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Sister has stage 4 cancer - how to help when living far away?


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#1 chocymoose

Posted 12 October 2016 - 10:34 AM

Hi all,

My dear sister was diagnosed with a rare sarcoma earlier this year, unfortunately it had already advanced and is stage 4 with limited treatment options.

I live about 10 hours drive away, any ideas on how I can help when I am physically so far away?? I feel useless and so sad.

thanks,
Chocy

#2 Hattie

Posted 12 October 2016 - 10:38 AM

Oh Chocy, I'm so sad to hear this, your poor sister.

My cancer was stage 3c at diagnosis, but I have many friends in my cancer support group who are stage 4.

My suggestions based on their experiences would be:

* if at all possible, go visit her - this would be my number 1 recommendation and I would try to move heaven and earth to make it happen.
* if not possible to visit, then can you chat to her via Skype?
* send her a gift basket of something she'll love - eg really luxurious body creams or fancy candles or chocolates - something really decadent that you know she will really enjoy
* put together a scrapbook or album of photos and memories of the two of you and send it to her

Again, I'm so sorry you're in this situation. Cancer is a b*st*rd.

#3 LUV-MY-KIDS

Posted 12 October 2016 - 11:55 AM

I would plan to go visit her as soon as you can.
A bunch of flowers is always good.

Do you have family that are close to her and can fill you in what is happening?

#4 mum2brodie

Posted 14 October 2016 - 03:58 PM

I have stage 4 Bowel cancer.  I think the best thing you can do is call her every week.  If you can afford to go and visit her (but not stay with her as that would be too much added work for her).  I would advise to do it.  Not all Stage 4 is terminal. I am still here after being told at Christmas that I was terminal.  

Are they able to offer her any immune therapies.  That is what I am on and it has put me into remission.

Try and not google too much in away to help her.  Don't suggest alternative things like Bicarb therapies etc.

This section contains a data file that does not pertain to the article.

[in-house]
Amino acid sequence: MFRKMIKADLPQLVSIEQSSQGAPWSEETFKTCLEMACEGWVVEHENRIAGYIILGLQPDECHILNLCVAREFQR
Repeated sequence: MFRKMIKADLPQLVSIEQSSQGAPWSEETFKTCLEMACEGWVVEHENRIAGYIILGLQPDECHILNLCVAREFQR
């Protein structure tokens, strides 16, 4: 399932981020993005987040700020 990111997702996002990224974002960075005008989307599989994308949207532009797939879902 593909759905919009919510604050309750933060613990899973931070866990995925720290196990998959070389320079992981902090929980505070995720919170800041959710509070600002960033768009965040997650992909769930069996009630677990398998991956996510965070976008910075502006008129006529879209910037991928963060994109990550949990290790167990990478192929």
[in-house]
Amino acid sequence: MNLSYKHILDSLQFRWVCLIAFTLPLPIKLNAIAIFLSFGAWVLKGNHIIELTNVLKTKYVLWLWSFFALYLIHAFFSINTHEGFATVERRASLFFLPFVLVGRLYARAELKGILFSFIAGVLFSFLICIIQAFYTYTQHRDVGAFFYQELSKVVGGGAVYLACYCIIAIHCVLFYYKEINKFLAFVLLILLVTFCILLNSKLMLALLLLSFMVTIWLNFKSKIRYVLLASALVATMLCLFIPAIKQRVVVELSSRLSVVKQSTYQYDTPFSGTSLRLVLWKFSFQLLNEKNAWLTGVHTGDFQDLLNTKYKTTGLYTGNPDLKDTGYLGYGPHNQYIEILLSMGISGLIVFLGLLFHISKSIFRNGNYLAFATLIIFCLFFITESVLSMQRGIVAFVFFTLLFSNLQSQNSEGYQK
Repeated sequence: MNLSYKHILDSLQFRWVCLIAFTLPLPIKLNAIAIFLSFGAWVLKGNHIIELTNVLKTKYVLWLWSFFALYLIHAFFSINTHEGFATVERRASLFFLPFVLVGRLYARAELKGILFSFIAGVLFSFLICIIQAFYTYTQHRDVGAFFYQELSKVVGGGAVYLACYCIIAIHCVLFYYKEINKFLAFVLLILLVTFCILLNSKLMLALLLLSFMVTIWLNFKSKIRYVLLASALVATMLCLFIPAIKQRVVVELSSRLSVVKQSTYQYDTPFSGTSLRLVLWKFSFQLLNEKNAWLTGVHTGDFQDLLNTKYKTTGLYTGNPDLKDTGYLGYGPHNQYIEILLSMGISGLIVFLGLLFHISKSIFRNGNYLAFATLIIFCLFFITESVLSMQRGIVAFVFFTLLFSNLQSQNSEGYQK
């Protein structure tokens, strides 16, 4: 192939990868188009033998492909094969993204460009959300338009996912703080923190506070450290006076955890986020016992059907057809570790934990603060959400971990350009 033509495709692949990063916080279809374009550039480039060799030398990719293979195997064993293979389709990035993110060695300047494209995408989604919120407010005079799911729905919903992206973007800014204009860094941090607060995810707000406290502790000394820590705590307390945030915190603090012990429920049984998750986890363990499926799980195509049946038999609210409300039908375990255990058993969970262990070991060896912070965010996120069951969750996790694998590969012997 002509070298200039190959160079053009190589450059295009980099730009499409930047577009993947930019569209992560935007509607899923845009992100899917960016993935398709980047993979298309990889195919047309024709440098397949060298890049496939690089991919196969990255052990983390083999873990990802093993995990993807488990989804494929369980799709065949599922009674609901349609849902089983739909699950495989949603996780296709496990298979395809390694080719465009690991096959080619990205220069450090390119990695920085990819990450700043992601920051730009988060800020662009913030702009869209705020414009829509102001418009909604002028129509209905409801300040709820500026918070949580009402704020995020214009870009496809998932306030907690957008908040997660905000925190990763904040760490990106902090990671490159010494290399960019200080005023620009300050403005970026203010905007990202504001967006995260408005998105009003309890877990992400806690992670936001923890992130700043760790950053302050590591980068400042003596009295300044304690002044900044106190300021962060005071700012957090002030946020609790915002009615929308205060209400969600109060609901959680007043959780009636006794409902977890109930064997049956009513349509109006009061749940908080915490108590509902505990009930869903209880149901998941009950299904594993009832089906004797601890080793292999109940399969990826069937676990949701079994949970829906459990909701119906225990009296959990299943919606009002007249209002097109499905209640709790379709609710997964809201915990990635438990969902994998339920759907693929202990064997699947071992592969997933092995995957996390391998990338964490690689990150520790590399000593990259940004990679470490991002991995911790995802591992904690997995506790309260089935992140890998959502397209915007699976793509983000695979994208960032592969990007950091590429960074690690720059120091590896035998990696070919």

Just be there and listen to her.  Maybe send her some nice soft Peter Alexander PJ's.  A hamper of organic fragrance free skin care goodies.  Chemo can really knock your skin around.

There is still hope for her.

#5 MooGuru

Posted 14 October 2016 - 04:24 PM

One thing that I saw a family do was that they bought a nice (but relatively lightweight) note book in which they wrote thoughts,  letters, photos, pictures cut out of magazines etc and then sent it to the child in hospital who then wrote in it and added whatever she wanted and then sent it back (include a stamped self addressed envelope). It went back and forth regularly and seemed to be a highlight of her day whenever her mum brought it in (we were in the next room and could hear the excited squealing. If DS had been older I would have loved to do something similar)

That was a child though communicating with friends and siblings with support from well parents so it may be too much for her?

ETA - it might be therapeutic to capture some memories for you too. Even the ridiculous ones like finding a picture of Tom Cruise and reminding her of that horrendously embarrassing crush she had on him etc. Sorry just imagining what I would write to my sister.

My thoughts are with both of you.

Edited by MooGuru, 14 October 2016 - 04:27 PM.


#6 Not Escapin Xmas

Posted 14 October 2016 - 05:20 PM

I would just try to get there. Sarcoma is awful (mum died from it about 3 years ago). Failing that, set up Skype or FaceTime and just 'hang out'.

#7 my*xmas*kiddies

Posted 14 October 2016 - 05:32 PM

Im so sorry OP.

Aside from the regular phone call and visit when you can, perhaps set up a weekly or fortnightly grocery delivery-it doesnt have to be a huge shop, basics and easy meals, or a fortnightly or 3 weekly cleaner to go to her house to ease her load?


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